Sourcing and Managing Contingent Workers: Issues and Solutions (notes from the World Café sessions at the Contingent Workforce Conference)

The World Café sessions at the ATC Contingent Workforce Conference  brewed robust discussions about the issues facing companies when sourcing and managing contingent workers  (you can read the Twitter action from the two day conference here #ATCCWF).

As a table captain for one of the groups during the World Café, my task was to facilitate dialogue on the topic of sourcing contingent workers. Three groups cycled through during the allotted period. About half of the participants at my table already had specialised sourcing functions for their organisation, or their client organisation.

Here is a summary of the notes from the discussions:

Key issues relating to sourcing and managing contingent workers

– Hiring managers directly sourcing and paying high fee’s.

– Lack of screening processes for contingent workers.

– Skillset shortages when needing contingent workers.

– Lack of on-boarding processes, including payroll, IT, OHS, risk.

– Clarity around classifying contingent workers as casual, contract, fixed term, statement of work.

– Loss of IP (Intellectual Property) when contractors leave.

– Complexities with managing contingent workers and the changing legal and tax landscape.

– Reputation management.

– Payment of invoices through antiquated systems.

– Finding / setting up categories for roles and understanding the market values of their skills can be complex.

– There can be an understatement of work from service providers. Creep can occur over and above the contract statement, how do you identify the leakage?

– Having a single source provider for contingent workers can be limiting.

– Internal misunderstandings from departments have occurred about how to treat the contingent worker.

Solutions companies have developed to improve sourcing and managing of contingent workers

  • Conduct a thorough needs analysis with the manager before engaging a contingent worker or a vendor to find one. Be clear about the legal risks and have a process in place to minimise potential risk. Line up classifications for both permanent and temporary workers.
  • Have an alert system in place whereby when a contingent worker has been in place for 3 months HR and the Manager are notified. This can help with decisions to convert people to permanent, reporting, moving contractors around to other areas in the business where required, and managing costs.
  • Involve HR early with workforce planning. Be clear about the problem you are trying to solve. HR can help a manager evaluate all the options. Asking the hiring manager why they need a contractor, can a permanent employee fulfill that particular work requirement?
  • Engage contingent workers in a compliant manner. Set up a clear recital, aim of engagement and thorough contract to ensure compliance and agreement upfront.
  • Set up a relationship with a CMO (Contractor Management Organisation) and mandate it through the company. Gain executive buy-in during the process.
  • Obtain clarity at the beginning of the process of finding resources, this can help avoid a double fee if someone starts looking for a contingent worker but then decides they need a permanent.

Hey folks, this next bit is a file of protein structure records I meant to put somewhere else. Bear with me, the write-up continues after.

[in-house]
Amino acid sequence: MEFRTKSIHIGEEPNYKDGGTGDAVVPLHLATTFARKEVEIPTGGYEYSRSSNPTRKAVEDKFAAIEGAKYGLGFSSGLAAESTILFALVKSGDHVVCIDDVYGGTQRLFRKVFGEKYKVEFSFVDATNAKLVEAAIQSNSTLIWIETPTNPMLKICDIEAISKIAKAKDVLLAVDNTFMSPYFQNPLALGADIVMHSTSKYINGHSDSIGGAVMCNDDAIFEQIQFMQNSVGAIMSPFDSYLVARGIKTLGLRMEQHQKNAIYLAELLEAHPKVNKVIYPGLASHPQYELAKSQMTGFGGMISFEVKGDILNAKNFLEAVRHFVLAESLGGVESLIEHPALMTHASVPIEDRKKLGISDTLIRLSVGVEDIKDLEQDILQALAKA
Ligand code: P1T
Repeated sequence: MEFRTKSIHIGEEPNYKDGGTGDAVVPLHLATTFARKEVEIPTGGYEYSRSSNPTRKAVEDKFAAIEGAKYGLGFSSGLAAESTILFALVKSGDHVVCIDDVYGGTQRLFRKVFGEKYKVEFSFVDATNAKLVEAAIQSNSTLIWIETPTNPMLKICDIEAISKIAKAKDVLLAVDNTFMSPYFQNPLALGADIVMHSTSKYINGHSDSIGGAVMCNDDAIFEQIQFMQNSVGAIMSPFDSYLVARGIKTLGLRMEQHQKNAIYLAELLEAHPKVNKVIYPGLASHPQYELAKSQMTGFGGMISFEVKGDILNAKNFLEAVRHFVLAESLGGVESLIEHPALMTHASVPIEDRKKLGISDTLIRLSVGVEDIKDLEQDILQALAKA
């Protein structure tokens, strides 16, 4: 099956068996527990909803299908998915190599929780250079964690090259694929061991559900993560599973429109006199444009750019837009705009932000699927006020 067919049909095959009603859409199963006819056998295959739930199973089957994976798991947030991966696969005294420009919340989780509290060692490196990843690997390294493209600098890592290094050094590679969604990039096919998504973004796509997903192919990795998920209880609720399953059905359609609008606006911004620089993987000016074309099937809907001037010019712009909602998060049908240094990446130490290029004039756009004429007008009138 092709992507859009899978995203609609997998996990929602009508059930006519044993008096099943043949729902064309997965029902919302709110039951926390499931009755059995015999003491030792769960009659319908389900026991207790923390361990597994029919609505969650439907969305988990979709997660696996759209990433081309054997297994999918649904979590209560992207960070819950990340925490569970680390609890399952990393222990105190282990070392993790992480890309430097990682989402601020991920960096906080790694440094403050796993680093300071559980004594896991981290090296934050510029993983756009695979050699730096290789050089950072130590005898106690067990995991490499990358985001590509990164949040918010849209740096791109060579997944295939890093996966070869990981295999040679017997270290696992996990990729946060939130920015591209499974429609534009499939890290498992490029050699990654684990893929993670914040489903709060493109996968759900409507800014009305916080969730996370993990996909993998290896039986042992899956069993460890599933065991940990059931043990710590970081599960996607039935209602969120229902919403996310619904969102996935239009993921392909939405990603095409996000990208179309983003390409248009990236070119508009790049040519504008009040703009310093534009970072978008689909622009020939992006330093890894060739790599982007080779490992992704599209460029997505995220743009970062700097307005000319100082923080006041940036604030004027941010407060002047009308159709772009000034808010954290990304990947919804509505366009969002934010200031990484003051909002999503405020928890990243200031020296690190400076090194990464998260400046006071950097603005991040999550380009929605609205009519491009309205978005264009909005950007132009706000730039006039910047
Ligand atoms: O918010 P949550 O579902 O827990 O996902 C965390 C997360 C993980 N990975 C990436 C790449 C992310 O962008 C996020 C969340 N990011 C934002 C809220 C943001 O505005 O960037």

• An ATS (Applicant Tracking System) can be adapted and evolve to include contractors. Involve the stakeholders in the early stages before centralising / decentralising a system.
  • Provide timely feedback to candidates and set expectations about timelines. In demand skilled workers have options and don’t stick around if they aren’t engaged well.
  • Set up a preferred supplier structure with contractor management organisations. Negotiate fees and service levels up front.
  • Set up consistent categories and rate cards.
  • Manage quality of services across vendors.
  • Set up a tight panel where all contingent workers must go through that system / vendor.
  • Don’t put in too many processes to slow down the engagement as people with in demand skills will walk. Talent is nomadic.
  • A supplier panel with three major suppliers can improve visibility and reporting on what is actually going on with a contingent workforce.
  • Have HR own the whole process of sourcing, engaging and maintaining the quality of contingent hires.
  • Communicate internally about the contract model adopted and ensure it is fully embraced.
  • Create useful sourcing strategies and understand stakeholders involved.
  • Create a process for hiring and managing contingent workers around how the business works.
  • As a business grows rapidly there can be issues around finding space for workers. Enabling people to work from home or taking on home based contractors can help alleviate this issue.
  • Put in place rules and policies to support the engagement of different types of labour.
  • Run reports monthly on contractor usage, and monitor.
  • If you have a well-structured permanent recruitment model you can adapt that for a contingent model.
  • Consider which contractors you can convert to permanent to help with retention of intellectual property.
  • Obtain surveys and feedback from contractors – they may be a talent pool for future projects or assignments.

The World Café sessions and conference overall provided a fascinating window into the world of the ‘blended’ workforce. One speaker described a business today as a new workforce ecosystem – one that includes company permanent employees, professional services firms, outsource providers, consultants, remote workers, casual staff, statement of work contractors and more!

This new work landscape brings with it levels of complexity around administration, compliance, risk, attraction and retention of workers, payroll, reporting and control. As a growing area for businesses in Australia, balancing agility with sound management is an ongoing challenge.

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